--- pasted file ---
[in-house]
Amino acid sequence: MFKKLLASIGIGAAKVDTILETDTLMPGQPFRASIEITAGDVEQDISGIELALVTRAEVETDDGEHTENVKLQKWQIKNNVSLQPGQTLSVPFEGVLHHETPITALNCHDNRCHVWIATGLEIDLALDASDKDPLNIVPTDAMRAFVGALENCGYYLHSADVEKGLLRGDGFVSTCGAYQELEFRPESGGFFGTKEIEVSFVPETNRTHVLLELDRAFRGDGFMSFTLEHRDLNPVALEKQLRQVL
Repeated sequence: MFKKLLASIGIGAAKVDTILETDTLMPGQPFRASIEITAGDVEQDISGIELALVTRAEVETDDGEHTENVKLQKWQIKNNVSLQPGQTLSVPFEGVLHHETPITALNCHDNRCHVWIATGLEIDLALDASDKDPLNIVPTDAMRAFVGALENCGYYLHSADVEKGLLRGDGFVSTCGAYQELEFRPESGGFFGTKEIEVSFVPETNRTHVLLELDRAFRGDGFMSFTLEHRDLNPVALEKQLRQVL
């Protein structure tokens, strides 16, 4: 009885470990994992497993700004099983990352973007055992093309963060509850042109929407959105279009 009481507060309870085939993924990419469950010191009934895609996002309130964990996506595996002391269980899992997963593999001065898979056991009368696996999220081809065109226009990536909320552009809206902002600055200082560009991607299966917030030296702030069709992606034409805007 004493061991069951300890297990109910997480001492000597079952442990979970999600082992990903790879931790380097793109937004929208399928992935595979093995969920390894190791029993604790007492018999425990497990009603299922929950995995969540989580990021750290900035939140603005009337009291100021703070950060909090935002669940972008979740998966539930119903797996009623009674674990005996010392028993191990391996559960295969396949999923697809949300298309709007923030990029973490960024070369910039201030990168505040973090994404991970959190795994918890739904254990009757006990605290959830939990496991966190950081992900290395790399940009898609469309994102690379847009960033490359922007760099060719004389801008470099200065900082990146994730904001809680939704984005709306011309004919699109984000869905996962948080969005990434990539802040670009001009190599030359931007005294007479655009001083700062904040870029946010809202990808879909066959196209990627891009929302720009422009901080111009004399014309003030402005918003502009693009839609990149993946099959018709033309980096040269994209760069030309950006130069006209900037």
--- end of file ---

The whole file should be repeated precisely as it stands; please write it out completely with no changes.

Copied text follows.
[in-house]
Amino acid sequence: MFKKLLASIGIGAAKVDTILETDTLMPGQPFRASIEITAGDVEQDISGIELALVTRAEVETDDGEHTENVKLQKWQIKNNVSLQPGQTLSVPFEGVLHHETPITALNCHDNRCHVWIATGLEIDLALDASDKDPLNIVPTDAMRAFVGALENCGYYLHSADVEKGLLRGDGFVSTCGAYQELEFRPESGGFFGTKEIEVSFVPETNRTHVLLELDRAFRGDGFMSFTLEHRDLNPVALEKQLRQVL
Repeated sequence: MFKKLLASIGIGAAKVDTILETDTLMPGQPFRASIEITAGDVEQDISGIELALVTRAEVETDDGEHTENVKLQKWQIKNNVSLQPGQTLSVPFEGVLHHETPITALNCHDNRCHVWIATGLEIDLALDASDKDPLNIVPTDAMRAFVGALENCGYYLHSADVEKGLLRGDGFVSTCGAYQELEFRPESGGFFGTKEIEVSFVPETNRTHVLLELDRAFRGDGFMSFTLEHRDLNPVALEKQLRQVL
């Protein structure tokens, strides 16, 4: 009885470990994992497993700004099983990352973007055992093309963060509850042109929407959105279009 009481507060309870085939993924990419469950010191009934895609996002309130964990996506595996002391269980899992997963593999001065898979056991009368696996999220081809065109226009990536909320552009809206902002600055200082560009991607299966917030030296702030069709992606034409805007 004493061991069951300890297990109910997480001492000597079952442990979970999600082992990903790879931790380097793109937004929208399928992935595979093995969920390894190791029993604790007492018999425990497990009603299922929950995995969540989580990021750290900035939140603005009337009291100021703070950060909090935002669940972008979740998966539930119903797996009623009674674990005996010392028993191990391996559960295969396949999923697809949300298309709007923030990029973490960024070369910039201030990168505040973090994404991970959190795994918890739904254990009757006990605290959830939990496991966190950081992900290395790399940009898609469309994102690379847009960033490359922007760099060719004389801008470099200065900082990146994730904001809680939704984005709306011309004919699109984000869905996962948080969005990434990539802040670009001009190599030359931007005294007479655009001083700062904040870029946010809202990808879909066959196209990627891009929302720009422009901080111009004399014309003030402005918003502009693009839609990149993946099959018709033309980096040269994209760069030309950006130069006209900037």